Red got a 10 min course PR! I got a sweatshirt, because I paid for it. 

And, I got to see my Pip Running teammates which was awesome. 

My Running Framily during the only 5 mins without rain!
Wahoo – massage the next day! And BAM, BOOM, Urgent Care.

I have had 3 kids via c-section, and the middle one was touch and go with some major complications, yet I have n e v e r experienced pain like I did Monday morning. My guy called an audible, I canceled the massage, and almost 2 hours later we made it to Urgent Care.

The ASSHAT-MFer “doctor” that saw me didn’t even have me take off the back brace holding me together when he diagnosed me with “Routine Chronic Back Pain”. He made inappropriate comments about menopause (“Men on Pause”), and used Mob Families to explain the different drug strengths (I probably saw The Godfather once, maybe). Yeah…right. I’m an athlete, I may sit at a desk during the day, but I am active almost every evening and some mornings. He saw “50, desk job, 20lbs extra weight” and made assumptions.  

By Wednesday, I got back to work because quite frankly, I needed to get out of the house before I lost my mind. Moving helps, even though transitions from down to upright are rough.

And finally, yesterday I got into PT for my first assessment appointment. He’d like me to get an MRI. The injury is pinching a nerve which affects the left hip all the way down to the ankle. Our medical insurance starts April 1, due to some paperwork not being completed on time (at work – do not get me started), a month late. Literally. Will have to think long and hard on that expense. I could buy a LOT of Maker’s Mark with that and possibly not care about the pain (though all joking aside, it would take a lot more than a cocktail or two). 


I have been drinking Nuun everyday, so I cal feel like I’m still a runner, and to keep the muscle spasms to a minimum. 

Dreams of a PR at Horse Butte 10 Miler have been crushed, though I think my brother is (not so) secretly relieved that he’s off the hook since his training hasn’t gone well (he’s run 3x, dork). So thankful that Dave from Superfit Productions that puts on that awesome event will let me defer. I LOVE running in Bend even though the altitude kicks my ass. 

Horse Butte 10 Miler course 2015
So here goes a new training season. Training myself to be patient.  Training my back to get its shit together and do its job. Training myself not to eat like I’m running 75-80 miles a month. 

Because clearly, I’m not running. 

Green = Run Day
Ever been sidelined from anything due to injury? My back was acting up last summer, but running didn’t hurt. New shoes made a world of difference.

Ever taken someone else’s pain meds? Thankfully we had some Vicodin just hanging out…it was awesome. It might be awesome again. 

Ever had nerve pain? Ya know that phrase “you’re getting on my last nerve”? Yeah, I can’t even begin to describe the pain associated with this nerve thing. Not a fan. It’s beyond anything I could have dreamt up.




Happy Trails to you 

Happy trails to you and me. That’s pretty much how they make me feel, even when they are technical, steep, covered in snow, wide and smooth, muddy, dry, tree-lined or with beautiful mountain views. Trails are my happy place.

January 1st I did my first 5k with a Polar Bear Plunge (into Lake Washington – which was warmer than the mid-30° air temps that day) and it was a lot of fun! Not sure I HAVE to do it again, but I would if friends were doing it. The race was in Magnuson Park. I have to say, the ONLY reason I did it was for the plunge. I’m pretty tired of the route there since it’s almost always the same. This time was slightly different, but not enough to make me want to go back anytime soon.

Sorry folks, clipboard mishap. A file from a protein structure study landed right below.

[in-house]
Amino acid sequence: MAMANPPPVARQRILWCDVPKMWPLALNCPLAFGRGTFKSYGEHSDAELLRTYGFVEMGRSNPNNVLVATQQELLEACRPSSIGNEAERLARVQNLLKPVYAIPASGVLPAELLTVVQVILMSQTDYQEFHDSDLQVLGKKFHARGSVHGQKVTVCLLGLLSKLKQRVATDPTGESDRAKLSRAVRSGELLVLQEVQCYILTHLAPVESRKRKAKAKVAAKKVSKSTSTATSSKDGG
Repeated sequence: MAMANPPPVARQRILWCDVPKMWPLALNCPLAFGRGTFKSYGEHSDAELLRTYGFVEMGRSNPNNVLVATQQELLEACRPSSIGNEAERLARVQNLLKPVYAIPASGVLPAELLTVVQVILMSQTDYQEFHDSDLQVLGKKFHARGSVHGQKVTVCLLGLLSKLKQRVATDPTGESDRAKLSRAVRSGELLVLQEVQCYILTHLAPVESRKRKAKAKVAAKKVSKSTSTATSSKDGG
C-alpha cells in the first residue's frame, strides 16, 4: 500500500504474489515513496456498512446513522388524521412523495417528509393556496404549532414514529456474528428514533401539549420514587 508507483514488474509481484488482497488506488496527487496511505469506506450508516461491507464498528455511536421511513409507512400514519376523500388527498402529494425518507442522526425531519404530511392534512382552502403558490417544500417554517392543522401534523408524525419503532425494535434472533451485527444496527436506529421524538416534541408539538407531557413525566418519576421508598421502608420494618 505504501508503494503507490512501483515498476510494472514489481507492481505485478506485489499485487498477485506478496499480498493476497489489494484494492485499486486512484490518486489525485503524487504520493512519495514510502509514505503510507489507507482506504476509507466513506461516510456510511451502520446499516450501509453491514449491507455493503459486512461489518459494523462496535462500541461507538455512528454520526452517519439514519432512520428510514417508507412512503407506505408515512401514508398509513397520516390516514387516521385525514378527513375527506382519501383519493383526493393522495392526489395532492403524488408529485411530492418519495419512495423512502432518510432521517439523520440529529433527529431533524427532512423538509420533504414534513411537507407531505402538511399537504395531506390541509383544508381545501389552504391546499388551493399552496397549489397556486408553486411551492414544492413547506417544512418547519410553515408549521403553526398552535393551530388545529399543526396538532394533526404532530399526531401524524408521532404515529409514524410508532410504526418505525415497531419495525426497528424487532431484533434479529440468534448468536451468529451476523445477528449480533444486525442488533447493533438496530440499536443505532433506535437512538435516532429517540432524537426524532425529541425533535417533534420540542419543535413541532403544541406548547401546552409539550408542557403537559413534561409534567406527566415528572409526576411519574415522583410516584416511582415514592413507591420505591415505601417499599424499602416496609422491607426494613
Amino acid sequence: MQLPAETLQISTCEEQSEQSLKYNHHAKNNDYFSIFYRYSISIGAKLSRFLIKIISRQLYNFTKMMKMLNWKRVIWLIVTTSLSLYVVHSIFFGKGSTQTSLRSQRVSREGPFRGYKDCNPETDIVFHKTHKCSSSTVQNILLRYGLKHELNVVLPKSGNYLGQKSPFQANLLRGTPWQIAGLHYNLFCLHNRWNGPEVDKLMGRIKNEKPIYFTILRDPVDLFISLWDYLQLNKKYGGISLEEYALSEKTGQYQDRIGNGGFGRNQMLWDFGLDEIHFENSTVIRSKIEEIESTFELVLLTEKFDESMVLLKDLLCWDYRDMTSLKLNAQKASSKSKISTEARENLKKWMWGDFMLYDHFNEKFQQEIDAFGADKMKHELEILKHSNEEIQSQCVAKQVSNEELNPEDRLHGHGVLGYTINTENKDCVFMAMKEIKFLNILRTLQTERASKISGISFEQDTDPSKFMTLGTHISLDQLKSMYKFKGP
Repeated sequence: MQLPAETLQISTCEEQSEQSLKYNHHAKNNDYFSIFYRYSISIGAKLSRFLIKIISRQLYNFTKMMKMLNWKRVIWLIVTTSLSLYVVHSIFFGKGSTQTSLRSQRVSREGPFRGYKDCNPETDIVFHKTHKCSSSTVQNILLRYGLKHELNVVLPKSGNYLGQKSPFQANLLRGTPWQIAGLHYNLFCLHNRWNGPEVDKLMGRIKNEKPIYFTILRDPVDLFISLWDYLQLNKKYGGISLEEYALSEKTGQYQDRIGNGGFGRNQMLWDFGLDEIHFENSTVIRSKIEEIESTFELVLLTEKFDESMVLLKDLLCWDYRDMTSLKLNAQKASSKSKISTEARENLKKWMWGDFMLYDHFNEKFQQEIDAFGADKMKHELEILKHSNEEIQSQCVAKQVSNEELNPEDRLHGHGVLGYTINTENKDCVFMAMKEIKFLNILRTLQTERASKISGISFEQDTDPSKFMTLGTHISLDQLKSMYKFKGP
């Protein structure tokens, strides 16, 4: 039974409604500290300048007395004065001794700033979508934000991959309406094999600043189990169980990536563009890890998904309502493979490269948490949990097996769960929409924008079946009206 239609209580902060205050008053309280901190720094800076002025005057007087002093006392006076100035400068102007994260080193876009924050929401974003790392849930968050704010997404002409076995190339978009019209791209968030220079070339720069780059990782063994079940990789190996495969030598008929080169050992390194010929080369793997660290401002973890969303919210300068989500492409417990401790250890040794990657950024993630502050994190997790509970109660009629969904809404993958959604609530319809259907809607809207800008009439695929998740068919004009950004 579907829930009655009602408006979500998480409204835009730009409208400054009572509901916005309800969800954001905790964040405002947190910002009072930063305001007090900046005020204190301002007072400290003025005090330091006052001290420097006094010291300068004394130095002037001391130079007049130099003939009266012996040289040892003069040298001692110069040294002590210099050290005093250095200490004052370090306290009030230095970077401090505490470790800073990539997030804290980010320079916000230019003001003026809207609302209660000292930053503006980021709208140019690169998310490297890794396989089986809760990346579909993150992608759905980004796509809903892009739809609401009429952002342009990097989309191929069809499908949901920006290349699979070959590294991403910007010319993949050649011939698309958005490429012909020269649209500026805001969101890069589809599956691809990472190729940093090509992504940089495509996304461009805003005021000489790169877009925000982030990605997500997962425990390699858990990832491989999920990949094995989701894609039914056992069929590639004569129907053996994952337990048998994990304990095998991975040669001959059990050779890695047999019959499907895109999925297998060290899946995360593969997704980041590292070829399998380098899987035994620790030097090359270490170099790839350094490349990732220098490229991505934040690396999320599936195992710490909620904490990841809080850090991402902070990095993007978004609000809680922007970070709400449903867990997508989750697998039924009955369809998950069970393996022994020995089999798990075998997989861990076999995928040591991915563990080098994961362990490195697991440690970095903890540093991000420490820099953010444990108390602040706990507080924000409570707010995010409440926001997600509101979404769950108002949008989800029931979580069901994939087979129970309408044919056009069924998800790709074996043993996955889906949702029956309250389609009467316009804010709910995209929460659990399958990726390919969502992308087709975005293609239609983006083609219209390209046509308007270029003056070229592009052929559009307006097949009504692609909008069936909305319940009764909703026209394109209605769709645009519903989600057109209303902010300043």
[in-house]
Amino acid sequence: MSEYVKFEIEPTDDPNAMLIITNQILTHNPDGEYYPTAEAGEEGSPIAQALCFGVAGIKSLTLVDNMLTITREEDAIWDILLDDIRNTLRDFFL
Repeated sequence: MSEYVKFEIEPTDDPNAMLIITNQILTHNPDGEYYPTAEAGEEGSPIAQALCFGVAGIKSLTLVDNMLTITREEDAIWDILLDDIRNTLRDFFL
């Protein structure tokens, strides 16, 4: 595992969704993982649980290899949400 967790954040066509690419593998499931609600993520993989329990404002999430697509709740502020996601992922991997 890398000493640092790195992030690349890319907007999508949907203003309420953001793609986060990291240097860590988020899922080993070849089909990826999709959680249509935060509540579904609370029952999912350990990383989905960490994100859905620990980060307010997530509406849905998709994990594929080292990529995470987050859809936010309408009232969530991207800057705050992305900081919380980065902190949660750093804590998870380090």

A sunny 34° to start the year!
Out of the water – repping FitFam!
(I also ran the Yukon Do It Half the end of December with a last minute bib acquisition. It snowed most of the second half and was great but we were sooooo cold because it was thick, wet snow.)

The next day I fretted. My amazing massage guy Trevor (Traveling Hands in Issaquah) got me to say yes to trying the (unofficial, group of people running the same trail, the same day, same direction) Fat Ass 25k on Tiger Mtn on Jan 2nd, oh, 6ish months ago. I figured I was safe and that he’d forget all about it. He didn’t, and a couple weeks beforehand sent me the info on where/when to meet. He is a REAL trail runner. He recently finished the Cascade Crest Classic 100 MILE race. Yeah, no decimal point. 100 miles. I laid stuff out the night before and then slept like crap. I woke up several times thinking Search and Rescue was trying to find me. I’ve run at Tiger Mtn before. There are lots of trails and some of them are obviously marked, others… Well, I was worried (and I did buy the topo map from REI a few days earlier, just in case!). I woke up, thought it over and sent him a quick msg that I was a chicken and to have fun. No big deal. Until he responded back: 

The next messages were all about what I needed to bring (seriously, snow, pshaw…can’t be much, whatever), etc and I got my ass moving and out the door. Poor guy, we were runners 89 & 90 (I think) to check in (you put down your name, time, how far you’re going – some did 2 loops, then check back in with your time when you are done. No one is left behind. Awesome!). Did I mention he finished in the top 10 for the Mt Si 50k last year? Okay. I can do this, he’ll make sure I get headed on the right trail.

Well, he either took pity on me or really is just that great of a guy, and he stuck with me the ENTIRE time. 5-1/2 hrs. 3,759′ elevation gain, more than half the time we were in over a foot of snow.  


Charity Miles included my picture in a recent collage!
More uphill, in the snow, 25°